????????????????Higher Ambition leaders believe that high-commitment, high-trust relationships with stakeholders not only reflect their values but are also the best route to long-term, sustainable economic success. These stakeholders — customers, associates, suppliers, investors, and communities — are each critical resources for value creation. Those leaders and organizations that excel at earning trust, building loyalty, and generating enthusiasm among the full range of stakeholders are more likely to uncover opportunities, overcome challenges, stimulate innovation, and achieve lasting success.

There is an art and craft to engaging each of an organization’s stakeholders, as well as to achieving a “simultaneous solve” that reconciles conflicting demands and delivers extraordinary value to each. Many initiatives to engage one stakeholder group involve engaging others. For example, it is difficult to engage customers without engaging the associates who are the interface with those customers (see the Service-Profit Chain link below). However, each endeavor has a particular objective and point of departure and so we have tagged posts, case studies, and other resources for stakeholder engagement as follows:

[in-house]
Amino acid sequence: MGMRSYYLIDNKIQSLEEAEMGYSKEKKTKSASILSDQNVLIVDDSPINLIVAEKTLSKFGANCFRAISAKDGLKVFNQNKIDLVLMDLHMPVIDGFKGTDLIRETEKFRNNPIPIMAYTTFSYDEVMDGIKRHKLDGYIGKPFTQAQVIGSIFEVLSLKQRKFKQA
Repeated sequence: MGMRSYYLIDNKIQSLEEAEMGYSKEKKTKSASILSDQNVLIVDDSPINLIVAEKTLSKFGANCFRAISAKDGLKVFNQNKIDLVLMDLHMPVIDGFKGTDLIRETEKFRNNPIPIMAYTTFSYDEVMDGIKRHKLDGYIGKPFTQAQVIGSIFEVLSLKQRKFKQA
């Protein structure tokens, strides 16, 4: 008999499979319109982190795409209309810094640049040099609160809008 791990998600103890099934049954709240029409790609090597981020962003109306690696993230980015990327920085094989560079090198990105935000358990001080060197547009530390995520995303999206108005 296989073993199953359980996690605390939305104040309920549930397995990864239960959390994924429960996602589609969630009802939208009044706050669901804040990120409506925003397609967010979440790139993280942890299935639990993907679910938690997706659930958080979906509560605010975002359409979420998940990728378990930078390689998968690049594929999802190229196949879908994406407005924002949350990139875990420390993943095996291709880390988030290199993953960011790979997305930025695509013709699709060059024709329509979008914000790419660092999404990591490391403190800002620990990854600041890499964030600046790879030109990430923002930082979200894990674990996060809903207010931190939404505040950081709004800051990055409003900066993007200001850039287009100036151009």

• Customers

  • Associates (employees, contractors, etc.)

  • Value Chain Partners (suppliers and others)

  • Community

  • Investors


Search on any of the above terms or simply “stakeholders” to find assets and insights to draw upon as you pursue your organization’s Higher Ambition. Some suggestions to get you started are below.

Consider starting with these:

A brief video introduction to Stakeholder Theory with R. Edward Freeman

Driving Strategic Change: Relational Contracts, Purpose and Sustainability by Rebecca Henderson and Kate Isaacs. The authors ask, “On what grounds might we believe that a purpose that has some normative commitment, such as Apple’s commitment to “delight” its customers, or Southwest’s avowed purpose of providing extraordinary customer service might make it easier to change the firm? The organizational literature offers two broad streams of explanation as to why firms that adopt a normatively driven purpose may be more successful than their rivals.”

In this brief video, Harvard Business School professor James Heskett explains the basics of the Service-Profit Chain, an approach used by companies such as Southwest Airlines and Ritz-Carlton Hotels to build profitability through improved engagement of and between employees and customers.